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Homeschooled From Grade 7 To 10, Teen Gets 3 US Merit Scholarships!
PHOTO BY Courtesy of Irene Riego
  • Stories of high school graduates getting grants and scholarships from schools abroad is always a source of joy for their families and a collective pride for Pinoys. While we may not hear it too often, homeschooled graduates add to these number high school graduates who have been receiving hard-earned international scholarships, too.

    One such student is 17-year-old Therese “Reese” Riego who received not one but three partial merit scholarships from schools in the United States. Reese took Senior High School in St. Paul’s Pasig and was homeschooled from Grades 7-10. 

    These schools are the University of San Francisco (USF) where she got a Provost Scholarship (given to undergraduate applicants to acknowledge excellent academic performance) worth $60,000; Texas Christian University with a scholarship value of $72,000; and Massachusetts College of Pharmacy and Health Sciences, which gave her a Special Recognition Scholarship worth $40,000.

    Reese taking her grad pic.
    PHOTO BY Courtesy of Ilene Riego

    Reese, who has been taking ballet since she was five years old, also got accepted into The Dallas Conservatory, a private performing arts school in Dallas, Texas.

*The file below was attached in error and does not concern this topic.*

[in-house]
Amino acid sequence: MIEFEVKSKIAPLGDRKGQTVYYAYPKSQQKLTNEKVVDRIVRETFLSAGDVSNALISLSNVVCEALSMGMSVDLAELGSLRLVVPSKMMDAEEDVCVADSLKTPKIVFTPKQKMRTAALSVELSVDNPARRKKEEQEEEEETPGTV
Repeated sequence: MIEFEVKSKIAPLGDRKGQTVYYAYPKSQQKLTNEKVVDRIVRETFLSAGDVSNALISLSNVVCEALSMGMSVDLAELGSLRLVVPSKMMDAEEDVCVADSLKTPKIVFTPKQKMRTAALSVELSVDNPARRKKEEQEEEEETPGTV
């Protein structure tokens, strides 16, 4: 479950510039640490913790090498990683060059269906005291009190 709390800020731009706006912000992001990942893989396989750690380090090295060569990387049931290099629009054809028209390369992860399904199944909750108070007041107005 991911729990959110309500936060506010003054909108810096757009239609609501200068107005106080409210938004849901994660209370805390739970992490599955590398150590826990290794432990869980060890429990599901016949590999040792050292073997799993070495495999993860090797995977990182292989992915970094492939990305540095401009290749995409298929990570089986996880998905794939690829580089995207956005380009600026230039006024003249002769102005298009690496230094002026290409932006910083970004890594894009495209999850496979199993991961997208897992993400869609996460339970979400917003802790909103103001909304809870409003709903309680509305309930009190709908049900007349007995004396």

“There was a mix of excitement, relief, and disbelief,” Reese recalls upon learning she got accepted into these schools. “I thought I had pretty slim chances of getting into any US university and definitely not with scholarships, so I was quite shocked when I found out.”

    How homeschooling prepared her

    Reese's brothers, Noah and Tax, are currently homeschooled.
    PHOTO BY Courtesy of Ilene Riego

    While Reese took Senior High School in St. Paul’s Pasig, she was homeschooled from Grades 7-10. She credits the flexibility of homeschooling in preparing her for schools abroad. 

    “Homeschooling allowed me to do a lot more advanced work early on especially because I was under the US curriculum,” she says. In Grade 9, she was able to do a full year's worth of Physics, Chemistry, Algebra 2 and Geometry, while in Grade 10, she was able to do Advanced Biology and Pre-Calculus.

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    Homeschooling also allowed her to do away with redundant subjects like MAPEH (Music, Arts, Physical Education, and Health) because she was already taking up ballet and learning from some of the country’s best such as Victor Ursabia, Regine Magbitang, Deborah Afuang, and Cyril Fallar.

    Breaking homeschooling misconception

     Reese’s journey to homeschooling began in Grade 7. “When she was in Gr. 6, it was a struggle to bring her from her school in Pasig to her classes at the Ballet Philippines in CCP so I decided to homeschool her,” says mom Ilene Riego.

    “She loved it and learned so much in our first year," she adds. Apart from Reese, Ilene’s younger sons, Noah, 15 and Tax, 12, have been homeschooled in the last five years as well.